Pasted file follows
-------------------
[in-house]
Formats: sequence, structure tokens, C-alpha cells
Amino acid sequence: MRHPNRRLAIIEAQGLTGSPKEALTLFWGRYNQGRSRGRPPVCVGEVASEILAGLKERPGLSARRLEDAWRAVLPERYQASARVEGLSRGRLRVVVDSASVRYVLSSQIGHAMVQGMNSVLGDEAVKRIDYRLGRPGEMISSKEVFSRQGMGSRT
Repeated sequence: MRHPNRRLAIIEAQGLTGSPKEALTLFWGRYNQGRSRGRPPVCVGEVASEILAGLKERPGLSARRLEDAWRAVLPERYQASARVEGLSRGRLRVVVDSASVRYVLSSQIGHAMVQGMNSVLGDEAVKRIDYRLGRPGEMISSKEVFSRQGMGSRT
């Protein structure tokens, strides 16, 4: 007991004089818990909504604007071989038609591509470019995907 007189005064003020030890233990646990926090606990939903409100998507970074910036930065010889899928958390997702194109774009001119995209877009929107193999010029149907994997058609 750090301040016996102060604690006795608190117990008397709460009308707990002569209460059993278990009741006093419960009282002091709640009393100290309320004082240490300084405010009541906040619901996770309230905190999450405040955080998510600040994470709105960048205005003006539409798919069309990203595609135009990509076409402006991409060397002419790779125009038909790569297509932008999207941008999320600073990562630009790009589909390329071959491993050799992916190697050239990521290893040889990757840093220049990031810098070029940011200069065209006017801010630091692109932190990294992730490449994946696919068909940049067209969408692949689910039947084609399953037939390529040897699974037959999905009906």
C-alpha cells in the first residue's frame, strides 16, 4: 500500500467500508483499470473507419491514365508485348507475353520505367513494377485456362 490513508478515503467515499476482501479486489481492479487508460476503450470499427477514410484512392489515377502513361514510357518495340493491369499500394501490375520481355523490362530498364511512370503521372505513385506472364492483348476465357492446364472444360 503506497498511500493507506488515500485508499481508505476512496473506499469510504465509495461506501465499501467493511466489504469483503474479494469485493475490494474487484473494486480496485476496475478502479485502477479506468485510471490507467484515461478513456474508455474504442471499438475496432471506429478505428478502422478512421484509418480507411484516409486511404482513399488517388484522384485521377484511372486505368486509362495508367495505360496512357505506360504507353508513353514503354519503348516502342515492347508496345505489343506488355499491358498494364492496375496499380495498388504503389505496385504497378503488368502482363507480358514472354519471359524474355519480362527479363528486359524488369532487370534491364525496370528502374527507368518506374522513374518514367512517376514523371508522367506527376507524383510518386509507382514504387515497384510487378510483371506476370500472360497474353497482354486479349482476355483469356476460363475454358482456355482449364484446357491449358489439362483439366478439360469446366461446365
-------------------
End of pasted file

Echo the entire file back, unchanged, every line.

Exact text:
[in-house]
Formats: sequence, structure tokens, C-alpha cells
Amino acid sequence: MRHPNRRLAIIEAQGLTGSPKEALTLFWGRYNQGRSRGRPPVCVGEVASEILAGLKERPGLSARRLEDAWRAVLPERYQASARVEGLSRGRLRVVVDSASVRYVLSSQIGHAMVQGMNSVLGDEAVKRIDYRLGRPGEMISSKEVFSRQGMGSRT
Repeated sequence: MRHPNRRLAIIEAQGLTGSPKEALTLFWGRYNQGRSRGRPPVCVGEVASEILAGLKERPGLSARRLEDAWRAVLPERYQASARVEGLSRGRLRVVVDSASVRYVLSSQIGHAMVQGMNSVLGDEAVKRIDYRLGRPGEMISSKEVFSRQGMGSRT
């Protein structure tokens, strides 16, 4: 007991004089818990909504604007071989038609591509470019995907 007189005064003020030890233990646990926090606990939903409100998507970074910036930065010889899928958390997702194109774009001119995209877009929107193999010029149907994997058609 750090301040016996102060604690006795608190117990008397709460009308707990002569209460059993278990009741006093419960009282002091709640009393100290309320004082240490300084405010009541906040619901996770309230905190999450405040955080998510600040994470709105960048205005003006539409798919069309990203595609135009990509076409402006991409060397002419790779125009038909790569297509932008999207941008999320600073990562630009790009589909390329071959491993050799992916190697050239990521290893040889990757840093220049990031810098070029940011200069065209006017801010630091692109932190990294992730490449994946696919068909940049067209969408692949689910039947084609399953037939390529040897699974037959999905009906």
C-alpha cells in the first residue's frame, strides 16, 4: 500500500467500508483499470473507419491514365508485348507475353520505367513494377485456362 490513508478515503467515499476482501479486489481492479487508460476503450470499427477514410484512392489515377502513361514510357518495340493491369499500394501490375520481355523490362530498364511512370503521372505513385506472364492483348476465357492446364472444360 503506497498511500493507506488515500485508499481508505476512496473506499469510504465509495461506501465499501467493511466489504469483503474479494469485493475490494474487484473494486480496485476496475478502479485502477479506468485510471490507467484515461478513456474508455474504442471499438475496432471506429478505428478502422478512421484509418480507411484516409486511404482513399488517388484522384485521377484511372486505368486509362495508367495505360496512357505506360504507353508513353514503354519503348516502342515492347508496345505489343506488355499491358498494364492496375496499380495498388504503389505496385504497378503488368502482363507480358514472354519471359524474355519480362527479363528486359524488369532487370534491364525496370528502374527507368518506374522513374518514367512517376514523371508522367506527376507524383510518386509507382514504387515497384510487378510483371506476370500472360497474353497482354486479349482476355483469356476460363475454358482456355482449364484446357491449358489439362483439366478439360469446366461446365